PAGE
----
Scorpion Releasing // 1976 // 89 Minutes // Unrated
Reviewed by Appellate Judge Tom Becker (Retired) // March 23rd, 2012
It's Catherine's birthday. You're invited to her torture party.
"Bring to me the vessel of reversal!"
Two girls, a guy, and a Satanic cult place.
I'm really impressed with the direction Scorpion's going with its Katarina's Nightmare Theater line. The company has always been a good resource for obscure films, and the company often releases them with worthwhile supplements -- Legacy, Girly, and Goodbye, Gemini might not be "must-see" movies, but Scorpion's discs contained commentaries, featurettes, and other extra material that's notably missing on most niche releases.
With KNT, the company has focused on horror films. The downside is that, while some of the films are new to the format (such as The Carpenter and The Devil Within Her), others such as Final Exam, The Devil's Men, and The House on Sorority Row, have seen previous -- often recent -- releases.
But Scorpion has remained competitive by continuing to add cool supplements and when possible, offering "uncut" or "never before seen" versions of its films. The KNT release of The House on Sorority Row might have been that film's fourth DVD release, but it was also the best; Double Exposure and The Pyx featured an interview and commentary with the films' stars (Michael Callan and Karen Black, respectively); Humongous gave us an uncut version, a watered-down approved for U.S. viewing, and a great commentary.
So now we've got Katarina's Nightmare Theater: Satan's Slave, a little-known British horror film directed by Norman J. Warren, who's given the world such essential cinematic travesties as Inseminoid and Bloody New Year.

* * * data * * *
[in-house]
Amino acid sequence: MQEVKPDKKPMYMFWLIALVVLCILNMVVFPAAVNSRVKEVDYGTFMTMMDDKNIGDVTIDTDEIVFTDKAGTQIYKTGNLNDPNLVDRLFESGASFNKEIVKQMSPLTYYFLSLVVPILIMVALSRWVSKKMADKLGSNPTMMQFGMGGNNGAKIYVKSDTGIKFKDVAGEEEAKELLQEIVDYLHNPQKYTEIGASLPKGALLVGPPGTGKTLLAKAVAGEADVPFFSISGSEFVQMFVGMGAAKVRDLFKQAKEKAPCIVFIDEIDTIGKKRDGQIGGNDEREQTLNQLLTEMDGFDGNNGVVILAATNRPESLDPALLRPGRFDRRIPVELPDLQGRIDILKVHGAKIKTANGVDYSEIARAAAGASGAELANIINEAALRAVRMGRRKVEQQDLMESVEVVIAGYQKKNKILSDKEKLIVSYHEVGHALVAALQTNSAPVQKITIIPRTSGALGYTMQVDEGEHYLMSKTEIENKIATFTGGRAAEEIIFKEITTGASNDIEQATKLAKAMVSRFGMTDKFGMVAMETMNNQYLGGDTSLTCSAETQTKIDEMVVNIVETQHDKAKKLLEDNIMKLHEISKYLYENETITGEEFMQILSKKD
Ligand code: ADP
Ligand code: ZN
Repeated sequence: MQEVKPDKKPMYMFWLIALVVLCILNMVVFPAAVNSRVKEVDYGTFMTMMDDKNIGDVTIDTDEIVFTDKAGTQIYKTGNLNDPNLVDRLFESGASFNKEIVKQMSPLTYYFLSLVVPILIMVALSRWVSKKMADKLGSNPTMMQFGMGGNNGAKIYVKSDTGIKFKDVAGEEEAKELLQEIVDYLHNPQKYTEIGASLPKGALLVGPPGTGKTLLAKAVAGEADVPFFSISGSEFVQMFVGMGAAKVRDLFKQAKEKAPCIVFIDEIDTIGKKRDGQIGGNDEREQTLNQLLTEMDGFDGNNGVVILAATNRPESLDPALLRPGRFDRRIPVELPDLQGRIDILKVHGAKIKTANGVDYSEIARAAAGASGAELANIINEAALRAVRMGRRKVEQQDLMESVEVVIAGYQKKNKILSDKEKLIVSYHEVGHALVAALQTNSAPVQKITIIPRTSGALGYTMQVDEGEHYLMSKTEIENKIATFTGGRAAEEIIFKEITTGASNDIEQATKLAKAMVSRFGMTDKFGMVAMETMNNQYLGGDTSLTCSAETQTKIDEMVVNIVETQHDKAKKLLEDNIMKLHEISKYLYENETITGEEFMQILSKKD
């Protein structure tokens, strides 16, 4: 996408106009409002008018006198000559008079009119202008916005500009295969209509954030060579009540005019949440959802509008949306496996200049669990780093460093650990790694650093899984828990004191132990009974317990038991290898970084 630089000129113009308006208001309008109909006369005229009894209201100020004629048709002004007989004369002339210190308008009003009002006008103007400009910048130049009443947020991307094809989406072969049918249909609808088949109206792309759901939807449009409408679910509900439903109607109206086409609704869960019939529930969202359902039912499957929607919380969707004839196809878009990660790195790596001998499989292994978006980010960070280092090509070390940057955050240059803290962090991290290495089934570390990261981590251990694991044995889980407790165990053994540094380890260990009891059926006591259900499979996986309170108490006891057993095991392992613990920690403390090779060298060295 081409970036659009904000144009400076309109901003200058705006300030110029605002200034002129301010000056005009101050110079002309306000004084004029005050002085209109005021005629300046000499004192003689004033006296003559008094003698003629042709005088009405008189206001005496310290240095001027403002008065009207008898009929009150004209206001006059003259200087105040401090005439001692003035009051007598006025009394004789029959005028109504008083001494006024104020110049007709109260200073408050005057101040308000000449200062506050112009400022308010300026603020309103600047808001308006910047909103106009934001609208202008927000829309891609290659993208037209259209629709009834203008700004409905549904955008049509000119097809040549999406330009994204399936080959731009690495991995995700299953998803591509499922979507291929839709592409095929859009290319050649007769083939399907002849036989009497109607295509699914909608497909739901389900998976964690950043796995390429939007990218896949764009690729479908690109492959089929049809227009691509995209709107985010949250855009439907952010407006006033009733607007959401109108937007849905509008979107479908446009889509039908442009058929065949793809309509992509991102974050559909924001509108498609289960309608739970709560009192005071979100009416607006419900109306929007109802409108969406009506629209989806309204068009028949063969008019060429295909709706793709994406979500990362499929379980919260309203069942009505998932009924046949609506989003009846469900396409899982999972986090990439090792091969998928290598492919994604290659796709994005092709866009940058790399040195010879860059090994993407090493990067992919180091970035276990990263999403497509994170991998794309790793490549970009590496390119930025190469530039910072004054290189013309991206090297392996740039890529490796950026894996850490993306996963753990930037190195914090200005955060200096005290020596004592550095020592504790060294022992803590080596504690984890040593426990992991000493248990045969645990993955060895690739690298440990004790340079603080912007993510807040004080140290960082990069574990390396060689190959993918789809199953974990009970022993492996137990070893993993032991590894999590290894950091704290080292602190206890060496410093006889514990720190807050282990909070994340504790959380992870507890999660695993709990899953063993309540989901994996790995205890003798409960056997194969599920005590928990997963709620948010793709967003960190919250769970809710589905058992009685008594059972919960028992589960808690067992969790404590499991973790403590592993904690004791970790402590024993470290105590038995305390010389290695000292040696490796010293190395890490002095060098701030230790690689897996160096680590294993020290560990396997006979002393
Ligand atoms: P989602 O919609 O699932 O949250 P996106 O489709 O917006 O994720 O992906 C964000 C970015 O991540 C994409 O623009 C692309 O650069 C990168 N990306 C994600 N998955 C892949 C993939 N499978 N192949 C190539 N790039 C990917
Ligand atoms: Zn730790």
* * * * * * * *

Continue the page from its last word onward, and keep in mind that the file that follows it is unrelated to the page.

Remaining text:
The disc offers the UNCUT version of the film; from what I've read, this is a fairly big deal, as Satan's Slave (or as it's alternately and really more appropriately called, Evil Heritage) was hacked up for its U.S. release. The letterboxed transfer looks pretty good, though it's far from a pristine image; still, it's perfectly watchable, occasional nicks and scratches notwithstanding. Audio is a serviceable mono track that's overall clear.
Scorpion offers a near-great package of supplements. There's no commentary, but that's OK with me. I've noticed more and more that while the occasional must-listen commentaries are out there, what we mostly get is a director or writer or producer or actor monotoning over the visuals with insights like: "It was really cold that day," or "She was such a pro to work with," or "Watch this shot." I'm finding mini-docs and featurettes far more rewarding, plus you don't have to sit through the film twice to catch them.
So, on Satan's Slave, we have: